TV List

7 Best TV Series of the 1960s

Updated August 11, 2019
8 min read

Television during the 1960s had completed the revolution that it started in the earlier decade and became the most important form of mass media, overtaking the radio and newspapers by miles. When the 60s began, there were already 52 million television sets in operation throughout the United States. This decade was witness to some major events which shaped the country, like the Vietnam War, the moon landing, Kennedy assassination, the civil rights movement and so on. During this period, television became the major source from which everyone received news of all such mega events.

The 1960s has always been regarded as the decade of experimentation, and television during the decade would be no different. Science fiction, children‘s animated shows, and fantasy shows started becoming quite popular during this time, as did the habit of watching old movies during primetime on different television networks. There was one major event during this time which immediately proved to people that television is going to be the most powerful weapon for politicians to spread their messages to the voter: the first-ever presidential debate held between Kennedy and Nixon. With all that said now, here’s the list of top 1960s TV shows. You can watch several of these 60s shows on Netflix, Hulu or Amazon Prime.

7. The Andy Griffith Show (1960-1968)

Situation comedies, or sitcoms, have been a staple of American television since the 1950s, and as the genre started gaining immense popularity, new creators and writers would also throw their hats into the ring to try and make a name for themselves in the booming market. In the 1960s, one of the most popular sitcoms which made America sit down in front of the television set was ‘The Andy Griffith Show’. Griffith stars in the series as Andy Taylor, sheriff of the town Mayberry in North Carolina, who does not have much work to do since the crime rate in the town is pretty low. The story focuses on Taylor’s domestic life, his relationship with his son Opie, his aunt Bee, and the other residents of Mayberry.

Although it’s a product of the turbulent 60s, ‘The Andy Griffith Show’ generally avoided controversial topics of its time and instead focuses more on personal relationships and the philosophical side of the leading character. However, despite being of this mild nature, the series constantly ranks among the greatest sitcoms of all time.

6. Star Trek: The Original Series (1966-1969)

The release of ‘Star Trek’ on NBC in 1966 can be easily classified as a watershed moment in television history. Never before was it believed that a large-scale science fiction show could be made for the television. But Gene Roddenberry, the man behind this influential series, proved to the world that nothing is impossible if you have the right vision and pragmatism to follow your dreams through. ‘Star Trek’ tells the story of the spaceship called USS Enterprise, which has been sent from the earth to make contact with other forms of life across the Milky Way.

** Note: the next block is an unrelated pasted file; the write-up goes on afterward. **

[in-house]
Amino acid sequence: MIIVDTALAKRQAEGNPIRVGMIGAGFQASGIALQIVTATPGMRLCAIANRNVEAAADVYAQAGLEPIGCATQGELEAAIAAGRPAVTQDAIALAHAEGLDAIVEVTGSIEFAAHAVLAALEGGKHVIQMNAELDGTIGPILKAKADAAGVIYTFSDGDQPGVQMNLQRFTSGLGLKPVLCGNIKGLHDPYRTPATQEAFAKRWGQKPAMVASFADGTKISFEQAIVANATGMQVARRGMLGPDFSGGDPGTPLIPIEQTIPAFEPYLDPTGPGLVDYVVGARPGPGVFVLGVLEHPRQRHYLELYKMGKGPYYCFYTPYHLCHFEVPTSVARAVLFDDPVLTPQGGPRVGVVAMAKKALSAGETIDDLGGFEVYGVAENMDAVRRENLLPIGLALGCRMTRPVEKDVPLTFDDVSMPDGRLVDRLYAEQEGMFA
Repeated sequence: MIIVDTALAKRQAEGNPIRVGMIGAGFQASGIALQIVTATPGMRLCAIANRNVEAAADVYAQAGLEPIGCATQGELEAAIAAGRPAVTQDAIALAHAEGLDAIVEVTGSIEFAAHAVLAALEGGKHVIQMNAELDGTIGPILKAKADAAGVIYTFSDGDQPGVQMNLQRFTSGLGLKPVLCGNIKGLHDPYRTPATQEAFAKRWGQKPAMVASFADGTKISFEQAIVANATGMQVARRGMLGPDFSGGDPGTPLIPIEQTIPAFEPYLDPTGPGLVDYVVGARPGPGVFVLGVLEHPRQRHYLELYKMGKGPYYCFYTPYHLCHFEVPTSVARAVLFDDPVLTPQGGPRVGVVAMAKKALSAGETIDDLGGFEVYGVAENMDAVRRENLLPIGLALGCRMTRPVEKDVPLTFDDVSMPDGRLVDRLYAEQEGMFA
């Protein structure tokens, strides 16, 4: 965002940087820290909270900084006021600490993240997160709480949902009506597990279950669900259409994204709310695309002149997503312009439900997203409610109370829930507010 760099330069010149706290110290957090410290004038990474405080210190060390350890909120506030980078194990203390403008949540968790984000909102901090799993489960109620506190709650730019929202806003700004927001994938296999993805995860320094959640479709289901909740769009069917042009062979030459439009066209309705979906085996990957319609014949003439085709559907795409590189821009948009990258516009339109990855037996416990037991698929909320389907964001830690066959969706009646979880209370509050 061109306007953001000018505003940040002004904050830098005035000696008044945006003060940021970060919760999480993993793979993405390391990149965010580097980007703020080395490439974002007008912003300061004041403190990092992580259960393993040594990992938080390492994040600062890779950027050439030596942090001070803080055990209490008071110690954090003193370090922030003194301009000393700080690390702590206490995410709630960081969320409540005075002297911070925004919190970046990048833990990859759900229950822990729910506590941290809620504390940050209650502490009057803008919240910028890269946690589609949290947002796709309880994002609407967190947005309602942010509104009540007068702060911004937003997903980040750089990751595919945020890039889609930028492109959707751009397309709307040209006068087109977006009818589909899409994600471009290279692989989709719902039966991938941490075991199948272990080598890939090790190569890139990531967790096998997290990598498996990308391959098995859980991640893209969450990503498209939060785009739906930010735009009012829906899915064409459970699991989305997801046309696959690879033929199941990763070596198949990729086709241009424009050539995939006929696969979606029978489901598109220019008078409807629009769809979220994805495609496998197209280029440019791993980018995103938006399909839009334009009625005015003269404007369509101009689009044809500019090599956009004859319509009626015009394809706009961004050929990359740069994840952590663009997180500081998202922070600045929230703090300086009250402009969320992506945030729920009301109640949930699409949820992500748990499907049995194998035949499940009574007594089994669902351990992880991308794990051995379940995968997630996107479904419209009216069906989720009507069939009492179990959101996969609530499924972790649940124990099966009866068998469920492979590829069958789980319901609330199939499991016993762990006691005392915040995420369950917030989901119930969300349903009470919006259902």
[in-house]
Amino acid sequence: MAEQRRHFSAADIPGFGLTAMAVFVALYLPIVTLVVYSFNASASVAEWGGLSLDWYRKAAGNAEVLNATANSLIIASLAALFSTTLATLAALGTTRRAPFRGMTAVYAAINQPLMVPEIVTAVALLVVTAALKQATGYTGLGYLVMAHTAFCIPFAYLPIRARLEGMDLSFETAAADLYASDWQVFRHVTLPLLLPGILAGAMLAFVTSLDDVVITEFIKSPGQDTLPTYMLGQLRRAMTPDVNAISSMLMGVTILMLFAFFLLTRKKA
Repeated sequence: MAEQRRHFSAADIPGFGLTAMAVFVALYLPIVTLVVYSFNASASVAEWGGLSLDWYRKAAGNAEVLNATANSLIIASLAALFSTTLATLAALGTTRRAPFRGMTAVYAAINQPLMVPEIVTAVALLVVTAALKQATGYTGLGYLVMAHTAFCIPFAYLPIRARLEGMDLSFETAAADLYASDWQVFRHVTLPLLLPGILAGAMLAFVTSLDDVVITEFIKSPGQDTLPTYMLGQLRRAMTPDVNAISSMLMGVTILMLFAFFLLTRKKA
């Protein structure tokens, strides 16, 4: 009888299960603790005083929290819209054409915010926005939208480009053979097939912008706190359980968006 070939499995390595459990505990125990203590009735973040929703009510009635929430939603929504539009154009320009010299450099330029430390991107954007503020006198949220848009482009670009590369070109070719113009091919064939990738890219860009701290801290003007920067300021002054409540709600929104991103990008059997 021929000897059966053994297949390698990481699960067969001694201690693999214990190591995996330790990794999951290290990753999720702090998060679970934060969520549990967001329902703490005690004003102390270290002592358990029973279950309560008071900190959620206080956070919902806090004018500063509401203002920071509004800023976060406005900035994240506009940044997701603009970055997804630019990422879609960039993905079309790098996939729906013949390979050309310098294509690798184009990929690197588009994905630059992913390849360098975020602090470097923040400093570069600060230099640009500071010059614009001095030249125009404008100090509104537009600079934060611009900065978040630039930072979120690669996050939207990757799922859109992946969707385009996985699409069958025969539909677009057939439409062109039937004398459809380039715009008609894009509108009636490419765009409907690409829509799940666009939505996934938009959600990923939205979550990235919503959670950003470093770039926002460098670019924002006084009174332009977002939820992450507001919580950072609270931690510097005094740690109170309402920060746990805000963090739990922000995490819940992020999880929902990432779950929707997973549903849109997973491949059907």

William Shatner plays the leading character, Captain James T. Kirk, who constantly engages and involves every member of his team to chalk out their new plans of exploration. Spock and Dr. McCoy are two other high-ranking members of the crew (played by Leonard Nimoy and DeForest Kelley), working as the Science Officer and Chief Medical Officer respectively. Unfortunately, ‘Star Trek’ did not become that popular during its initial run and thus NBC had to cancel the series after three seasons. It was only through syndication later on that the series developed a cult following. The influence ‘Star Trek’ has had on both science fiction movies and shows simply cannot be overstated. It threw open new doors for others to experiment in the genre, which saw a number of similar shows being produced in the later years.

5. Bewitched (1964-1971)

With the release of ‘Bewitched’ in 1964, American audiences were for the first time introduced to a sitcom which incorporated elements from the world of fantasy. Never before had sitcoms used any supernatural aspects in the narrative, but when ABC came out with ‘Bewitched’, it became clear to the viewers that there is a lot of scope for experimentation in the genre. The story of ‘Bewitched’ centers around the lives of Samantha and Darrin. Darrin is a pretty regular guy while Samantha belongs to a family of witches who are very secretive about their identities and never display their powers publicly.